An open letter to our employees and the community about the closure of Keiro Northwest
September 17, 2019
To our valued employees, customers, partners and community members:
From its earliest days over ninety years ago, Uwajimaya and the Moriguchi family have been deeply committed to building a strong community and helping those in need. My grandparents were known to offer a meal, job or even a place to stay to any Japanese immigrant who showed up at their doors in need even though they themselves were barely scraping by. Giving back to the community and taking care of others were fundamental family and business values that have been passed down over the generations. Today, Uwajimaya and the Moriguchi family remain just as committed to these values.
Over forty years ago, my father and former Uwajimaya CEO Tomio Moriguchi, along with six others known as the “Keiro Magnificent 7,” recognized the unmet need of providing care for our aging issei, or first generation Japanese-Americans. Together they took action and fully committed their time, dollars, blood, sweat and tears to build Nikkei Concerns (now known as Keiro Northwest) and ensure our elders received the care and respect they deserved.
Uwajimaya and the Moriguchi family have continued their strong support of Keiro since the organization’s founding through countless volunteer hours and significant financial contributions. Just two years ago, my brother and I chaired the Keiro Northwest Lunar New Year Auction with Uwajimaya as a Diamond Sponsor. We were honored to support the organization that our father helped build and that has cared so well for our community’s elders including our grandmother and great-aunt.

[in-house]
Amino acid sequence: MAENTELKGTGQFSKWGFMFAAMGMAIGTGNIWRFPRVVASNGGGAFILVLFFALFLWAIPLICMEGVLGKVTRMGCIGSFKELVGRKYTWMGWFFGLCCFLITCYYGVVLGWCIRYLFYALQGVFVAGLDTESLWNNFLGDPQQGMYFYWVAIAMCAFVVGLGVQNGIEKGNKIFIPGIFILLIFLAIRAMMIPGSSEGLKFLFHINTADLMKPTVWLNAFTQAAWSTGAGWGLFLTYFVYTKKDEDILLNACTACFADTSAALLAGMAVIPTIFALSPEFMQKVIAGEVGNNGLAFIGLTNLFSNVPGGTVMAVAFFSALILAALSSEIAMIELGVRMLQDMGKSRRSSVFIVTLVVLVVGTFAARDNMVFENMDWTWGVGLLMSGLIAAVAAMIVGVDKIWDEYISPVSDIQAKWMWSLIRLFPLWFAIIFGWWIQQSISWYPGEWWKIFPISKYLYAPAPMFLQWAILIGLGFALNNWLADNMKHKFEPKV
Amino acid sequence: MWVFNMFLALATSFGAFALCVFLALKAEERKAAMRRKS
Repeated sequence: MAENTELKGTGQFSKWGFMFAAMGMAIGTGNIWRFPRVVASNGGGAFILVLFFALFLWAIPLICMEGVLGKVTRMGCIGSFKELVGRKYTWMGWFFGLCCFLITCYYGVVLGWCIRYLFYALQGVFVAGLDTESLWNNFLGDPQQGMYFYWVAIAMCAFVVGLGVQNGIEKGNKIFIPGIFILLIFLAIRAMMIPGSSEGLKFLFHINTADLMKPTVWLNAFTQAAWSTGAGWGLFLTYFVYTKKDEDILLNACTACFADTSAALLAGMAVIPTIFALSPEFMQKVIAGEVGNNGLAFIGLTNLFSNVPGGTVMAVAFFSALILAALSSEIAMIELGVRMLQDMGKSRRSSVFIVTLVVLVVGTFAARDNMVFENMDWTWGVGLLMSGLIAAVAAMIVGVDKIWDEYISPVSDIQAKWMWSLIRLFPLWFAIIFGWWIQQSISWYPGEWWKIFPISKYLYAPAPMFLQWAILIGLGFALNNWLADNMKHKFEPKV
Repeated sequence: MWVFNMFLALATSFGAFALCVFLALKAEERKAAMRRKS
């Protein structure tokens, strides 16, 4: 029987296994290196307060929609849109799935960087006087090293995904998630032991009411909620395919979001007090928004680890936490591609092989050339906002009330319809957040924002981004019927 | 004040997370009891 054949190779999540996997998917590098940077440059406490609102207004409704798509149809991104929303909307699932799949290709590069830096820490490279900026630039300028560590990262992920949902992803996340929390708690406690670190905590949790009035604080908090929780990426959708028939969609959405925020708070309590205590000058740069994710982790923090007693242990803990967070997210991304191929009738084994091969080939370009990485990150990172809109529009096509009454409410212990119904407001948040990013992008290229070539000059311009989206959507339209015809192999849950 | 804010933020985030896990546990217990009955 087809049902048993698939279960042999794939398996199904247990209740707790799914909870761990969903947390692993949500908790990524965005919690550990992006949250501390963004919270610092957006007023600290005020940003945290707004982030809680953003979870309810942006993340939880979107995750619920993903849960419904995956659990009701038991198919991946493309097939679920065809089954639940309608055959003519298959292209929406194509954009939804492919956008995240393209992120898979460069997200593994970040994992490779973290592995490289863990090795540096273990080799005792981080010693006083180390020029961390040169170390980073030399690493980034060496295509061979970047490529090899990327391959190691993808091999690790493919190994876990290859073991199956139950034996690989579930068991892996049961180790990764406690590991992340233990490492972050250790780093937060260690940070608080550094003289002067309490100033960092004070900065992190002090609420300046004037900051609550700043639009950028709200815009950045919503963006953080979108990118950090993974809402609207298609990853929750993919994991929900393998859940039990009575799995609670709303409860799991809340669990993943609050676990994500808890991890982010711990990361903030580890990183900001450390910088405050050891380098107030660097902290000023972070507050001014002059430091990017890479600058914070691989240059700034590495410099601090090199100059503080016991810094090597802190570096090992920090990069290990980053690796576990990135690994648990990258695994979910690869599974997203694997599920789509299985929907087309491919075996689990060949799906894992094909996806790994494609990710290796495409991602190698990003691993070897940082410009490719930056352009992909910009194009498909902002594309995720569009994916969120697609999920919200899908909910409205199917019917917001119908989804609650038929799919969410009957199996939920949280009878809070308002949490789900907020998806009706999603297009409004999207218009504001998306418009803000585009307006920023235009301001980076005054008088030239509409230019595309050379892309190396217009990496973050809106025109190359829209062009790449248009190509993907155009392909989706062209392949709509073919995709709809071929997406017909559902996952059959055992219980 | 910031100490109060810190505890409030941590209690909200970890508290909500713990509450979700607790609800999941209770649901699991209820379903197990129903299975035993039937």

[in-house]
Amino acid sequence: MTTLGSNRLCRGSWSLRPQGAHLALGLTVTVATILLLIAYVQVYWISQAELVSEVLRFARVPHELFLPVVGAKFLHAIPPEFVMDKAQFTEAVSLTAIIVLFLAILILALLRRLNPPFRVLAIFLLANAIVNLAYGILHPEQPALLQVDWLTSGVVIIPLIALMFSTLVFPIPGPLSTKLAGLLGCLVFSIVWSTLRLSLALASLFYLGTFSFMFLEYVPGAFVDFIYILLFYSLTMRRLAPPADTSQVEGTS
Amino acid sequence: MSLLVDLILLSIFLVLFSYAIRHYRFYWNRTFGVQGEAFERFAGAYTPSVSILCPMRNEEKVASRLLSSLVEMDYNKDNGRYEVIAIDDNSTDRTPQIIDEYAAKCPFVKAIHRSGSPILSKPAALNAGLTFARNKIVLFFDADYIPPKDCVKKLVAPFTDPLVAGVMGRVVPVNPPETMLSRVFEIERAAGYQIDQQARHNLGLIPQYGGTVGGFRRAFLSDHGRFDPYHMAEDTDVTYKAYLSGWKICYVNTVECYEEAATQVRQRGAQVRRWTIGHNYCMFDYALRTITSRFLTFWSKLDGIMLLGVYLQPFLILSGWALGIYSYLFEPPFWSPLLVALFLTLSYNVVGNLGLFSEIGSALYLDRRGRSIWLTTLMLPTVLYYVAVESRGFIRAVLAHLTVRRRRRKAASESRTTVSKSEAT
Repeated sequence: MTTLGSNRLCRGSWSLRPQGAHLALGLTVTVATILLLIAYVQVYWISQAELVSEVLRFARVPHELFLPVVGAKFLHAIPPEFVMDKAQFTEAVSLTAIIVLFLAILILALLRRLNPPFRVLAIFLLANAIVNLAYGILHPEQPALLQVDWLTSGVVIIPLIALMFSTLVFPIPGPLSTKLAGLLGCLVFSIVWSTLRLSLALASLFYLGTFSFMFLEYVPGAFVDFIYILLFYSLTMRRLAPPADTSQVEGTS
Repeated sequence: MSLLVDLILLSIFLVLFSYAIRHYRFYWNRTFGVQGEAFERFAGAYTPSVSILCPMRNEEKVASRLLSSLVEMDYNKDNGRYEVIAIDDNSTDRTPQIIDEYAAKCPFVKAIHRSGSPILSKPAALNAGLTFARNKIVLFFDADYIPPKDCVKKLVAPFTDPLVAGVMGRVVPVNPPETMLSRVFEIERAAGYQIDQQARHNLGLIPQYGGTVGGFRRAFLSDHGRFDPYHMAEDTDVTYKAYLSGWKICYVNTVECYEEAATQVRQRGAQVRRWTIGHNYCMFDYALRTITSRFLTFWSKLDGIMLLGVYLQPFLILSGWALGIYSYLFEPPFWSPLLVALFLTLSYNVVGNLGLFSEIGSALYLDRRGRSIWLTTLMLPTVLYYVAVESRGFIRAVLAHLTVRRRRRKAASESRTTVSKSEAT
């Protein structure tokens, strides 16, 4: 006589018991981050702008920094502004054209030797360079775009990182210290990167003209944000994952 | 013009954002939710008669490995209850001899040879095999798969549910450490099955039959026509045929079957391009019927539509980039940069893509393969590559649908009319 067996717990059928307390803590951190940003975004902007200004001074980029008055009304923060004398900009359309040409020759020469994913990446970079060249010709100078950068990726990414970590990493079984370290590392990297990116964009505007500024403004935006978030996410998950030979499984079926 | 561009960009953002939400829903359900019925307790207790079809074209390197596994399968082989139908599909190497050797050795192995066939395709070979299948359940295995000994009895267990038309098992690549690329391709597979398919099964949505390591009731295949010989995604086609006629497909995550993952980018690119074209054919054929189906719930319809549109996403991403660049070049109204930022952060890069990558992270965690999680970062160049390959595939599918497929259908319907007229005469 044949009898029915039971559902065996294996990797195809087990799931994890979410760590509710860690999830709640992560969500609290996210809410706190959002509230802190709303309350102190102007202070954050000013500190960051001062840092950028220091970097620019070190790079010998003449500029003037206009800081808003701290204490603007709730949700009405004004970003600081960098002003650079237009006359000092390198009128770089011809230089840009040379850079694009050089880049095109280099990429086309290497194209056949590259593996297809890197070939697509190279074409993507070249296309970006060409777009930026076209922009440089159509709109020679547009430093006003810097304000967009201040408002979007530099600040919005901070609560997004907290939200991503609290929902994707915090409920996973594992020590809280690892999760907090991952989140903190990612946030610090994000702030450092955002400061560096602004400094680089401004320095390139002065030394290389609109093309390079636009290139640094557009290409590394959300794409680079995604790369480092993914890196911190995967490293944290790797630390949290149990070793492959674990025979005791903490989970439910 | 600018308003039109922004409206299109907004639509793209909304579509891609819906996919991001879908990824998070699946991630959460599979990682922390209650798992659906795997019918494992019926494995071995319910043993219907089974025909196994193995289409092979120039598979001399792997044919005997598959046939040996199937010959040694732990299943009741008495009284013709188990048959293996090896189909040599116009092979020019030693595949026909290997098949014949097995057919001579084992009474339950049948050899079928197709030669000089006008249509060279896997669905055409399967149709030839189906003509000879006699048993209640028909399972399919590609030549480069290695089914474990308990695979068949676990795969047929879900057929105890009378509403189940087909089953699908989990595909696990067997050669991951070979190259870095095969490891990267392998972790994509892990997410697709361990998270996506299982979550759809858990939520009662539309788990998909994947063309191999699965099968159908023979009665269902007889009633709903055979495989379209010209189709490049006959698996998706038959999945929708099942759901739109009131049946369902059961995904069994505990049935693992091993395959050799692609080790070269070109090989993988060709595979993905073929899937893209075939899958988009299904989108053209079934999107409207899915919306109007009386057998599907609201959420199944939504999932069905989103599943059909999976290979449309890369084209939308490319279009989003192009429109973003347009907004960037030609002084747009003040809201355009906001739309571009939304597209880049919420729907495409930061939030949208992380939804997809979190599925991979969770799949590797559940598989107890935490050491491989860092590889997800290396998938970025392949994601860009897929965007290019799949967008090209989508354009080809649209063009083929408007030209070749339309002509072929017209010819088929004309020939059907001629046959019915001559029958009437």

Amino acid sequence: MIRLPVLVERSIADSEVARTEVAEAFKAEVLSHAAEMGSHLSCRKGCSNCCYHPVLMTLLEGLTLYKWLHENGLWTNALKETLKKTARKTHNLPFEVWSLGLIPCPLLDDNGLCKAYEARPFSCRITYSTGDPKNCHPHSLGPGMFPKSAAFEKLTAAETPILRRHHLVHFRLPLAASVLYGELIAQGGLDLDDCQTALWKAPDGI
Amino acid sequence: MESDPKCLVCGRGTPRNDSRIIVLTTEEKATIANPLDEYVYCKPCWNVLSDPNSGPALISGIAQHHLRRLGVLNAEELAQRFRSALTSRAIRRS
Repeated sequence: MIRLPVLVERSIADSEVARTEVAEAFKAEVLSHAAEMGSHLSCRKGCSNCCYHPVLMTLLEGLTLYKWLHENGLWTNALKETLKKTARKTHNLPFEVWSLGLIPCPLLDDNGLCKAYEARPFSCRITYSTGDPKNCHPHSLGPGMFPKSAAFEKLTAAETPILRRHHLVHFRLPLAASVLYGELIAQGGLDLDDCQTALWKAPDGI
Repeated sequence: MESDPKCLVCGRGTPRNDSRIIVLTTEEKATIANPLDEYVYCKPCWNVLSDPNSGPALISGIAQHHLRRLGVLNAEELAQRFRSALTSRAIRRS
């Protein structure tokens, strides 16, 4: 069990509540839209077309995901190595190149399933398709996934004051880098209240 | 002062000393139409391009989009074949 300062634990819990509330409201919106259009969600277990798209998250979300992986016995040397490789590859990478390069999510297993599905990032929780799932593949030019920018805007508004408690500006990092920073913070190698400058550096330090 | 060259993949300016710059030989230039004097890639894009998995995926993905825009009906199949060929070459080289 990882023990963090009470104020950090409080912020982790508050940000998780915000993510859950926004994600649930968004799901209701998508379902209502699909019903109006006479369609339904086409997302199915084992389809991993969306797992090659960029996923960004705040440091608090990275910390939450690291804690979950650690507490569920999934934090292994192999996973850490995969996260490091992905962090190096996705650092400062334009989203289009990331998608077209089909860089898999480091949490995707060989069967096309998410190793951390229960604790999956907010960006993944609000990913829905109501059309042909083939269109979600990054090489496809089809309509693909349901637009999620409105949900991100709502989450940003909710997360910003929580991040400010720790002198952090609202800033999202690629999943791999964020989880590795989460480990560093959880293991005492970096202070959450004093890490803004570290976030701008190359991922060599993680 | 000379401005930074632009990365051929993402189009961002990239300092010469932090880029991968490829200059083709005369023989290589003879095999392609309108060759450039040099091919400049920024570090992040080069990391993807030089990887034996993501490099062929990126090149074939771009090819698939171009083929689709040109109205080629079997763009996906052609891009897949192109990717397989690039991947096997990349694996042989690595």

Given this history with Keiro, our entire family was heartbroken to hear of Keiro’s recent closure. As Uwajimaya has never had any involvement with the strategic, operational or financial decisions of Keiro, it is hard to know what could have been done differently to prevent such a fate for Keiro. However, I do know that now is not the time to point fingers and tear apart the community but would call on all of us to wrap our collective arms around our seniors, keep them close to us and look for ways to support each other and our families. Now is the time for us to stay together, understand our responsibility to love and care for our seniors and work together to overcome this difficult situation. As always, Uwajimaya and the Moriguchi family are willing to help and are open to suggestions or thoughts about specific ways to help care for our community’s elders. Feel free to email me at firstname.lastname@example.org.
President and CEO